“He was staying at the same hotel as us and Alice told him off at breakfast for taking what she thought was my toast. Later that day he sent a signed tennis ball up to our room, which Alice said she wanted to auction. It took three years to tie Boris down with a date but Alice always aims high and does the best that she can and says that no matter how bad she is there are other people worse off.” Mrs Tilney, who has three other children, added: “The Chiltern Centre is a wonderful place and gives families some respite. People do not realise that when you have a special needs child you do not get time to yourself.” 

Guests enjoyed a champagne reception and three-course meal followed by dancing. 
Nine items were auctioned, including a photograph of Alice with singer Enrique Inglesias, which sold for £250. The tennis ball signed by Murray raised £350. 

Alice concluded the evening by thanking everybody for coming and asking them to donate any money they may have left over at Christmas to the centre. She said: “Do not be afraid of special people like me and invite them to your parties because they would love to go.” 
Mr Johnson added: “The Chiltern Centre provides fantastic support for families in the area and I am delighted to see that it continues to flourish.” 

Paul Barrett, chairman of the centre’s trustees, said: “We are all in awe at the amount this event has raised for our appeal. “We are extraordinarily grateful to the organisers who were determined to pull it off, which they did in spectacular fashion.” 

Emma Lerche-Thomsen, community fund-raiser for the centre, who attended the ball, said “What was lovely about the night was it was a personal event. Everyone knew each other, which was really nice. “Alice was very much part of the proceedings and Boris Johnson knows the centre from his time as Henley MP. He was very instrumental in helping save it when it was almost closed a few years ago.” 

Alice was telephoned at home by the Duchess of Cambridge after writing to her about the event. The Duchess also sent her a letter, saying she hoped the evening would be a success.

Meanwhile, an anonymous donation of £4,000 has been made for a bed in the centre’s new wing, which was funded by a grant from the Social Enterprise Investment Fund. This year’s Christmas raffle raised a further £800. The appeal will be rebranded for 2012 as the Chiltern Centre Jubilee Appeal. Events will include golf and tennis days, the annual ladies’ luncheon and a challenge walk. On May 20 the Chiltern Jubilee Family Day, organised by the Freemasons of Oxfordshire, Berkshire and Buckinghamshire, will take place at Fawley Hill estate, the home of Sir William and Lady McAlpine.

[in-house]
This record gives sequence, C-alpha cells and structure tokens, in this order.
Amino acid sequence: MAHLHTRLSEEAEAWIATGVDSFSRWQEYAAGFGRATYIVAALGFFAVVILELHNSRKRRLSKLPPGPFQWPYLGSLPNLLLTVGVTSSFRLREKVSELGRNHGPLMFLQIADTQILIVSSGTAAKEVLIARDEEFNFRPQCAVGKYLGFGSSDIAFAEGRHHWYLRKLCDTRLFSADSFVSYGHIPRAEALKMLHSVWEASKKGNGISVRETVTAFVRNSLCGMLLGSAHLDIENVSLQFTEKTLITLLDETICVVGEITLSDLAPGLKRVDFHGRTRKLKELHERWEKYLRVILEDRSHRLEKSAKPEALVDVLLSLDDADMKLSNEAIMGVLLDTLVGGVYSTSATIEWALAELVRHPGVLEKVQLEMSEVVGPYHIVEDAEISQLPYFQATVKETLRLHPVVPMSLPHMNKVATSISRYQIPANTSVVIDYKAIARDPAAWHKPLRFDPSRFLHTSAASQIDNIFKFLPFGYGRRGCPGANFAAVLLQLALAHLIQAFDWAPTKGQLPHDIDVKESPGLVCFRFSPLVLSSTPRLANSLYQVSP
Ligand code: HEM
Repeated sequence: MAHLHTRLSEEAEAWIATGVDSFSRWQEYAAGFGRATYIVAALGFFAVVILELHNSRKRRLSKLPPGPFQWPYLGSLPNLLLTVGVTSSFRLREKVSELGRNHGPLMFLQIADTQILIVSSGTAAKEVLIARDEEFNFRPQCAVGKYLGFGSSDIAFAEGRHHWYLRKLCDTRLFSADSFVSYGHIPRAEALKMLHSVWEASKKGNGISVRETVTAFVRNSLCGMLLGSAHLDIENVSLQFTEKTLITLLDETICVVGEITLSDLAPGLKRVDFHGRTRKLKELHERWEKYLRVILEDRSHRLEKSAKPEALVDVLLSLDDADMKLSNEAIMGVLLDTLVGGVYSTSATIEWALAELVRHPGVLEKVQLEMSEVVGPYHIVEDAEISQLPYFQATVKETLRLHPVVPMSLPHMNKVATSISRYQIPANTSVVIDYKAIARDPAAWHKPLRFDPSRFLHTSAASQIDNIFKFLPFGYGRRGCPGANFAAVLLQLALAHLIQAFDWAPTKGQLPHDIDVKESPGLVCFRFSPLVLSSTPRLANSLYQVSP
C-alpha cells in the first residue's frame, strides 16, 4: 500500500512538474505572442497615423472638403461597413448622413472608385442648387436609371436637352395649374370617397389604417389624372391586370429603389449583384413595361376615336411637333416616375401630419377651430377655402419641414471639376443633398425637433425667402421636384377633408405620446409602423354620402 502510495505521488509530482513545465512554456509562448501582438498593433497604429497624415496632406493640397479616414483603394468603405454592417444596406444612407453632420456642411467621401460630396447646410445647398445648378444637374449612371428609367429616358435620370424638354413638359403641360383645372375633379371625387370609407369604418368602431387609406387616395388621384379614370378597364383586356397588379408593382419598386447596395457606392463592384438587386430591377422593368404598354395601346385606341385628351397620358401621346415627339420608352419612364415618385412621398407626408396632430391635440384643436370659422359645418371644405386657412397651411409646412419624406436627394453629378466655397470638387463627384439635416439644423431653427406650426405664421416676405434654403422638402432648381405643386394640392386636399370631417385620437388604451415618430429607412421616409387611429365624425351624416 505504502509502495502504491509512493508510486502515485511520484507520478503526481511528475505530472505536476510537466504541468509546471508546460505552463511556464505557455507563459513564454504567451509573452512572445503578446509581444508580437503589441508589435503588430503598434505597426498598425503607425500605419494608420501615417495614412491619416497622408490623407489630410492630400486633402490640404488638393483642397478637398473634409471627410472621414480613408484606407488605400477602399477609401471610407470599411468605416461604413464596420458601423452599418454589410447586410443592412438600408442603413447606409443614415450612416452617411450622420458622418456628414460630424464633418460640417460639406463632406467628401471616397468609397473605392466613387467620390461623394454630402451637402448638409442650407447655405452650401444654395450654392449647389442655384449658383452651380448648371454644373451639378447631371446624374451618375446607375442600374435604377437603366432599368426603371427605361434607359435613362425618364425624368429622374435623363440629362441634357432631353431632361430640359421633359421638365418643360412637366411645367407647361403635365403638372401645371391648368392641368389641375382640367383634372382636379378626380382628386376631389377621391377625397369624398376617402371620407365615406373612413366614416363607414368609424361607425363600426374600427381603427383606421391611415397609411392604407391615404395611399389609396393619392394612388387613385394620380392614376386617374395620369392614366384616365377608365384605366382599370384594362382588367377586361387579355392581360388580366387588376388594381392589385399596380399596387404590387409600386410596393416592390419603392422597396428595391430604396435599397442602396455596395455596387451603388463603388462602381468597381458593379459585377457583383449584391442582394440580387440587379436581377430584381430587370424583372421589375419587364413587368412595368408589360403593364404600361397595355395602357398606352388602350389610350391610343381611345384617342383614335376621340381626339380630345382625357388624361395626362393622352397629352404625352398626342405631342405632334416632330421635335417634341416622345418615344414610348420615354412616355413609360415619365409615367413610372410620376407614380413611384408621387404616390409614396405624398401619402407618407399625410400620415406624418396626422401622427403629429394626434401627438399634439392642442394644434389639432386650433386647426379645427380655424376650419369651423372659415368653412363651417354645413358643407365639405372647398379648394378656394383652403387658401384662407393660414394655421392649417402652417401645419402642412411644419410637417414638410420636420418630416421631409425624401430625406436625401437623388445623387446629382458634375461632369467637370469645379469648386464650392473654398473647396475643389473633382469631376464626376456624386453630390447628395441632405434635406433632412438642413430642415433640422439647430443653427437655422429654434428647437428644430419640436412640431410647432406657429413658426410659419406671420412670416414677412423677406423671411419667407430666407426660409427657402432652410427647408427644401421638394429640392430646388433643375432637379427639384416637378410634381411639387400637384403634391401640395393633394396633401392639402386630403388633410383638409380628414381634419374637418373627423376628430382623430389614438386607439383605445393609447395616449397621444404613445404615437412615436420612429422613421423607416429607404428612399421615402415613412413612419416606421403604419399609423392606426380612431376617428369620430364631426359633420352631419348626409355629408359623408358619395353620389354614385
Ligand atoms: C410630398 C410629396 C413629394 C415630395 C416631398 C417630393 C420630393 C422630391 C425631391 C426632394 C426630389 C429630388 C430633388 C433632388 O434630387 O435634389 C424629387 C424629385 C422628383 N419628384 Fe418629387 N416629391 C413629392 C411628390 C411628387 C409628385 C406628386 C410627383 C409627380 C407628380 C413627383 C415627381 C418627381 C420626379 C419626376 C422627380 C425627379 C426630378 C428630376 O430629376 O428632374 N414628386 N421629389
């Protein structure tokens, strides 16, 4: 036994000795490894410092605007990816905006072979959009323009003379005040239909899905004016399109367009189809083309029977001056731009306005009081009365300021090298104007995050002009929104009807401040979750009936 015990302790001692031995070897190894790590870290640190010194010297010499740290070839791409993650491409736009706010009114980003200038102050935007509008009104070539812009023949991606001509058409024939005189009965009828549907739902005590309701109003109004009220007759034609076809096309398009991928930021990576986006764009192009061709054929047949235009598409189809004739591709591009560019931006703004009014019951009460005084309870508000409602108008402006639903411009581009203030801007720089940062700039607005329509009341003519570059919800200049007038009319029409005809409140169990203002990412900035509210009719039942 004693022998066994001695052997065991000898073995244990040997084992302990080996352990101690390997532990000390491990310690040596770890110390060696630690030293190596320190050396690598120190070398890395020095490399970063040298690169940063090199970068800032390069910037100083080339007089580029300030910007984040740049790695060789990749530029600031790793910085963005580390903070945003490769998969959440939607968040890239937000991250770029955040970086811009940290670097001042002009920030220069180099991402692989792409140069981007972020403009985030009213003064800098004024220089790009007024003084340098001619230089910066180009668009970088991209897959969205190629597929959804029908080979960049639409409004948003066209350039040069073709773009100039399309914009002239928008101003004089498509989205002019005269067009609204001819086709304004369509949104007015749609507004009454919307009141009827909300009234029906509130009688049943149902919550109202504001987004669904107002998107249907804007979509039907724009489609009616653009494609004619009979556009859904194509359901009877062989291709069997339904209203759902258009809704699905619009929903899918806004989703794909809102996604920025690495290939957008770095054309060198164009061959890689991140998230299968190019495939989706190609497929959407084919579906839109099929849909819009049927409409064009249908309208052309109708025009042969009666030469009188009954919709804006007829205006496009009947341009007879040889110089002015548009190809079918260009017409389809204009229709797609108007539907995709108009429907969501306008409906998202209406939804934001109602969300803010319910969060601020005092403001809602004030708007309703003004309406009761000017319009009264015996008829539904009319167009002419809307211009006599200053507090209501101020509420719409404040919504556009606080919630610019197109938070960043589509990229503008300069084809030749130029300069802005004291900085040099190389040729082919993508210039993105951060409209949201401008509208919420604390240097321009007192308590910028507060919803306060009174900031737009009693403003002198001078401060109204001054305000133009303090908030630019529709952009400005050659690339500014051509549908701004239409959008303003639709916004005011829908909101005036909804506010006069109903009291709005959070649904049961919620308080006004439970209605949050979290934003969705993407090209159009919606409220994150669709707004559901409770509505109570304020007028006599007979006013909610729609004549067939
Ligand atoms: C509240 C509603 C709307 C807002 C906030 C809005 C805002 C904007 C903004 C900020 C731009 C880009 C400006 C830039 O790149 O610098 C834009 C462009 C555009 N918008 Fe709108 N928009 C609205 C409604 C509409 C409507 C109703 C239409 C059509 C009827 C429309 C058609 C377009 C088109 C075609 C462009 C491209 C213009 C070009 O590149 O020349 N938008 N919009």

Marian Lee, director of services at the centre, said: “It has been quite an amazing year for us as so much has happened. It has been like a whirlwind. It has been a lot of hard work but the amount that has been raised is incredible. Everyone has got behind this campaign.” 

Mr Barrett added: “This time last year we were really looking at a grim financial place and the possibility of having to close the centre due to lack of cash. Staff took a five per cent salary cut and we are running a tight ship but everyone has rallied around and stepped up to the plate superbly.” Mr Barrett said the centre was financially secure for the foreseeable future. 
“It is amazing how miracles can happen,” he said. 

The Chiltern Centre provides overnight and day care for children and young people with severe physical and learning disabilities and supports 85 families from the Thames Valley. 
The Building Our Future appeal was launched because, in common with many charities, the centre was experiencing a fall in grant funding from corporations and trusts and its cash reserves were low. The appeal is supported by TV presenter Phillip Schofield, who lives in Fawley and is a patron of the charity. People can make a one-off donation or pledge a regular monthly amount by standing order. Those donating at least £1,000 a year will qualify to become a member of the benefactors’ club. 

The centre has received an “outstanding” rating from education watchdog Ofsted for the last four years and last year won the short break setting award in the Government’s Aiming High for Disabled Children scheme. 
The new wing was opened in October and has two bedrooms, bringing the total to five, a bathroom and more living space, enabling the centre to offer more specialist care. 

For more information, visit

Click on the logo to see what recent past pupils Nicole Marsan, Harry Vella Eyre, Elizabeth Kelly, George Thatcher and Harry McLaughlin have been up to at Pathways at Henley College 

in memorium

Joanne Clarke

1970 - 2012


My family and I would like to thank all of the staff [at Bishopswood School] for the care and happiness you gave to my late daughter Joanne when she was with you from the age of 11-16.

An extract from a thank you letter received from ex-pupil Joanne Clark’s Father.